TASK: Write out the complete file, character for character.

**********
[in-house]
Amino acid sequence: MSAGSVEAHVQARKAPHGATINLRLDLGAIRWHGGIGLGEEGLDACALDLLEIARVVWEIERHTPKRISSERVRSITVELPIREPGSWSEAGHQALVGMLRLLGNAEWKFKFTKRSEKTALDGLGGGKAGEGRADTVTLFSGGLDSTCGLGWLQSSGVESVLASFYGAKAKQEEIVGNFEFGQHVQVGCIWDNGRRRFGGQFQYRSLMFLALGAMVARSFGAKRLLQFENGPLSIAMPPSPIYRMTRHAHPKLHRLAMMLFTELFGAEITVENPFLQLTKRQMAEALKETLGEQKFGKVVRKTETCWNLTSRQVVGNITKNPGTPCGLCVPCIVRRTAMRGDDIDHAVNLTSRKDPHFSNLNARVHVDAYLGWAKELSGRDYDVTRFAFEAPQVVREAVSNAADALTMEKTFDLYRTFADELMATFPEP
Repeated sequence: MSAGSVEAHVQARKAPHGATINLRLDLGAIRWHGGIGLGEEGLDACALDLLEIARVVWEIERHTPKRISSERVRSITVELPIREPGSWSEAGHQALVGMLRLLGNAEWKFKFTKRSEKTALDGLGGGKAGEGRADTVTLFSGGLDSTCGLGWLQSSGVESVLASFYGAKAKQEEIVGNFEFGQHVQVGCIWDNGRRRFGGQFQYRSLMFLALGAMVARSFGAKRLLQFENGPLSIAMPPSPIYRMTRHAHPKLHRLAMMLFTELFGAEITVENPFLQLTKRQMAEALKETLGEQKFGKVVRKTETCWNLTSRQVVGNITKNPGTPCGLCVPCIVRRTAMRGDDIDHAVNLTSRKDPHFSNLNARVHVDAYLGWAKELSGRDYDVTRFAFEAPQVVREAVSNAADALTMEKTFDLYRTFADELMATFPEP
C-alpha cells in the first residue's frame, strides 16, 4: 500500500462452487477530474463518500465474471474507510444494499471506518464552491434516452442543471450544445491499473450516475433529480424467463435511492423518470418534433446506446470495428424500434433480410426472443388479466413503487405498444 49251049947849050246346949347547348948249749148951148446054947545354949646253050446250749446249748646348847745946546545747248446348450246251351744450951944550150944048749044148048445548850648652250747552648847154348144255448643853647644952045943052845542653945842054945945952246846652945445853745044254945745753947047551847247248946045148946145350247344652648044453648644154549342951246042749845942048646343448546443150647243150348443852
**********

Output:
[in-house]
Amino acid sequence: MSAGSVEAHVQARKAPHGATINLRLDLGAIRWHGGIGLGEEGLDACALDLLEIARVVWEIERHTPKRISSERVRSITVELPIREPGSWSEAGHQALVGMLRLLGNAEWKFKFTKRSEKTALDGLGGGKAGEGRADTVTLFSGGLDSTCGLGWLQSSGVESVLASFYGAKAKQEEIVGNFEFGQHVQVGCIWDNGRRRFGGQFQYRSLMFLALGAMVARSFGAKRLLQFENGPLSIAMPPSPIYRMTRHAHPKLHRLAMMLFTELFGAEITVENPFLQLTKRQMAEALKETLGEQKFGKVVRKTETCWNLTSRQVVGNITKNPGTPCGLCVPCIVRRTAMRGDDIDHAVNLTSRKDPHFSNLNARVHVDAYLGWAKELSGRDYDVTRFAFEAPQVVREAVSNAADALTMEKTFDLYRTFADELMATFPEP
Repeated sequence: MSAGSVEAHVQARKAPHGATINLRLDLGAIRWHGGIGLGEEGLDACALDLLEIARVVWEIERHTPKRISSERVRSITVELPIREPGSWSEAGHQALVGMLRLLGNAEWKFKFTKRSEKTALDGLGGGKAGEGRADTVTLFSGGLDSTCGLGWLQSSGVESVLASFYGAKAKQEEIVGNFEFGQHVQVGCIWDNGRRRFGGQFQYRSLMFLALGAMVARSFGAKRLLQFENGPLSIAMPPSPIYRMTRHAHPKLHRLAMMLFTELFGAEITVENPFLQLTKRQMAEALKETLGEQKFGKVVRKTETCWNLTSRQVVGNITKNPGTPCGLCVPCIVRRTAMRGDDIDHAVNLTSRKDPHFSNLNARVHVDAYLGWAKELSGRDYDVTRFAFEAPQVVREAVSNAADALTMEKTFDLYRTFADELMATFPEP
C-alpha cells in the first residue's frame, strides 16, 4: 500500500462452487477530474463518500465474471474507510444494499471506518464552491434516452442543471450544445491499473450516475433529480424467463435511492423518470418534433446506446470495428424500434433480410426472443388479466413503487405498444 49251049947849050246346949347547348948249749148951148446054947545354949646253050446250749446249748646348847745946546545747248446348450246251351744450951944550150944048749044148048445548850648652250747552648847154348144255448643853647644952045943052845542653945842054945945952246846652945445853745044254945745753947047551847247248946045148946145350247344652648044453648644154549342951246042749845942048646343448546443150647243150348443852